At 8:32 a.m. on May 18, 1980, a 5.1 magnitude earthquake struck under Mt. St. Helens. Within ten seconds, the bulge and surrounding area fell away in a gigantic, rock avalanche. The avalanche created a gap in the mountain, allowing the release of pent-up pressure that erupted laterally in a huge blast of pumice and ash. The noise from the blast was heard as far away as Montana and California; however, those close to Mt. St. Helens reported hearing nothing.
The avalanche, huge to begin with, quickly grew in size as it crashed down the mountain, traveling around 70 to 150 miles per hour and destroying everything in its path. The blast of pumice and ash traveled northward at 300 miles per hour and was a raging hot 660° F (350° C). The blast killed everything in a 200-square mile area. Within ten minutes, the plume of ash had reached 10 miles high. The eruption lasted nine hours.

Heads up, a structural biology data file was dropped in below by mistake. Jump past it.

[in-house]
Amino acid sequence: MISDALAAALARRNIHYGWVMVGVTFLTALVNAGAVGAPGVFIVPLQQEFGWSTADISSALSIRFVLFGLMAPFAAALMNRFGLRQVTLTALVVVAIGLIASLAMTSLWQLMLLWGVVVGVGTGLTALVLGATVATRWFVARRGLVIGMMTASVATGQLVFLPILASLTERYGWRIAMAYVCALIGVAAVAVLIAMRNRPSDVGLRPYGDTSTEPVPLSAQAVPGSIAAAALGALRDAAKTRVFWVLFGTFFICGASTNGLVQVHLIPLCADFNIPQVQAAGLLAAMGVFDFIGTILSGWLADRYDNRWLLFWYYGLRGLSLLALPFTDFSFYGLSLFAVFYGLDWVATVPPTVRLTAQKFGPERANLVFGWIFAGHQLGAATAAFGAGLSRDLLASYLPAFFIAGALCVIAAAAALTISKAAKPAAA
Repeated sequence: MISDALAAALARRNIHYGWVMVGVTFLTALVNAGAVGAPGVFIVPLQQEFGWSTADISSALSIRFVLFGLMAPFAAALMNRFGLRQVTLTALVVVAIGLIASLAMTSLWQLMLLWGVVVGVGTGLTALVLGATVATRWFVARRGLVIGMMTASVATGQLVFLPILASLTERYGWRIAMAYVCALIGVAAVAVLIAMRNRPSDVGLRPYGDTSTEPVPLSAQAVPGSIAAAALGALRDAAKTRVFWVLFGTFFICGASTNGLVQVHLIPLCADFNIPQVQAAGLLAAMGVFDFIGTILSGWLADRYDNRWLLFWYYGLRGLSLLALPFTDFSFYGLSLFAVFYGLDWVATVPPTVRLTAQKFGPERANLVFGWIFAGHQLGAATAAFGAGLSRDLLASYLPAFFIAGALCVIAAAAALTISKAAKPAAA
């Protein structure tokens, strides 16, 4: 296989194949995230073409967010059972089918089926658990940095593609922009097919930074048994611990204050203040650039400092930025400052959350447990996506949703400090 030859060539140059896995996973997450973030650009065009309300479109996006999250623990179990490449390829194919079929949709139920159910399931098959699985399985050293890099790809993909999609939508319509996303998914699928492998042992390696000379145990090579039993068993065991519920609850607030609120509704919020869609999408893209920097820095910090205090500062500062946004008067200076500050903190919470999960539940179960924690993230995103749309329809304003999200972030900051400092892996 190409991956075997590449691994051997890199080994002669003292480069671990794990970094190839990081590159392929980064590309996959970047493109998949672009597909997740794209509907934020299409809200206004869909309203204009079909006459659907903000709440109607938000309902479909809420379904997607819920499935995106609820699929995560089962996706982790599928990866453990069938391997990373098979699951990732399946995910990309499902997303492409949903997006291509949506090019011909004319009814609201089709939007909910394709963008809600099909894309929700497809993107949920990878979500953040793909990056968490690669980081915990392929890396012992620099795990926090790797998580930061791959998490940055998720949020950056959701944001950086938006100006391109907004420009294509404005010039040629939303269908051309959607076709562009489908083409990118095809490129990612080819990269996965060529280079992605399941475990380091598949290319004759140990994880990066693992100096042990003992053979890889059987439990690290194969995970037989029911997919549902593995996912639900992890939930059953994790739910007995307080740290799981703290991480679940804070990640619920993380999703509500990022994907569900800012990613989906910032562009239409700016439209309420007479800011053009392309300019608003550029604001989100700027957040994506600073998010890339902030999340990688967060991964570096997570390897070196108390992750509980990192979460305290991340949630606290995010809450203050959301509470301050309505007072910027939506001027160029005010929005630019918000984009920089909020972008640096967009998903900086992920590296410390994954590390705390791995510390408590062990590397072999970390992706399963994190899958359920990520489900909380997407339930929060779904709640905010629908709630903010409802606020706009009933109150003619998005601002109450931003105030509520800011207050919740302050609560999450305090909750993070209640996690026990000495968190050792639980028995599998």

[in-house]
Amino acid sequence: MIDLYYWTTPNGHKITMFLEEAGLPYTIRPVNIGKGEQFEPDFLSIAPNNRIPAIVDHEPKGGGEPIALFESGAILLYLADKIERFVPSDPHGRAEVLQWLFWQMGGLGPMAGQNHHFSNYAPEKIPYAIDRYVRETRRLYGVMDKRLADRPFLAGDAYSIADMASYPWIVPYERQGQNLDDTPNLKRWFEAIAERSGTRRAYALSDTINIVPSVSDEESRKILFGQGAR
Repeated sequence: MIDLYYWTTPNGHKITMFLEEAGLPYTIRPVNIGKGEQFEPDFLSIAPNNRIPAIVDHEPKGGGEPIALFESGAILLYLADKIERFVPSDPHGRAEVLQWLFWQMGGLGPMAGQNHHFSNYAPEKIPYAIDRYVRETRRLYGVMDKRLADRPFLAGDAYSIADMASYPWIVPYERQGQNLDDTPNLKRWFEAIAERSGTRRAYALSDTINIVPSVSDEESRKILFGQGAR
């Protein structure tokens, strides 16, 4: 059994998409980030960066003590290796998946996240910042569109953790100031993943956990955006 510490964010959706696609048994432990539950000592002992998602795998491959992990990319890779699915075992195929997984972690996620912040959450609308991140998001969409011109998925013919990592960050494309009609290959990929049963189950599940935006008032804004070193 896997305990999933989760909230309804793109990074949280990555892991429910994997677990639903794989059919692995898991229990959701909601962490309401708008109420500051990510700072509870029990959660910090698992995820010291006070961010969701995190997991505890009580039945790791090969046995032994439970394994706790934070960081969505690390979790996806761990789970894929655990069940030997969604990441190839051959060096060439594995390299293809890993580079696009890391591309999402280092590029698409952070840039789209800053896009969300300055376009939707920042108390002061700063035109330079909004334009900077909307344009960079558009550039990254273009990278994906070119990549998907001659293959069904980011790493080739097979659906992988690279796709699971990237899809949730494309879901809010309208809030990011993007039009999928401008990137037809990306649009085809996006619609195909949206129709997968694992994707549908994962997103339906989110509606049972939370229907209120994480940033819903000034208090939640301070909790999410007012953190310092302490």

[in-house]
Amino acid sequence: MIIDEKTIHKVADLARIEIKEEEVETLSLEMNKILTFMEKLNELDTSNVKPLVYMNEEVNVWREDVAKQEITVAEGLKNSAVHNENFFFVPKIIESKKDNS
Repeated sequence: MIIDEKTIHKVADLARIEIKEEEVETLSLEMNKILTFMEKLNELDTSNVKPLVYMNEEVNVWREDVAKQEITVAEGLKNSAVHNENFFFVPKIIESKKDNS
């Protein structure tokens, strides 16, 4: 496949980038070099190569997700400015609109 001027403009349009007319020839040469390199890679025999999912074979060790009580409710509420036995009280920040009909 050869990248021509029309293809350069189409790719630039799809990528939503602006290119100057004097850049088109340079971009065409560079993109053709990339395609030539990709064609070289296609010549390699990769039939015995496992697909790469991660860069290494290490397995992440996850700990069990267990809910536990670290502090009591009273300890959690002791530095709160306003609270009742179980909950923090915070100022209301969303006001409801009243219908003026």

Mt. St. Helens had been surrounded by a lush forest of coniferous trees and numerous clear lakes before the blast. The eruption felled entire forests, leaving only burned tree trunks all flattened in the same direction. The amount of timber destroyed was enough to build about 300,000 two-bedroom homes.
Logging companies have gathered many of the blown down trees, but mumerous trees are still laying all over the valley near the Johnston Ridge Observatory a stark reminder of the powerfull force that blew down and away all the trees, Johnston Ridge Observatory, Mt. St. Helens, Washington, USA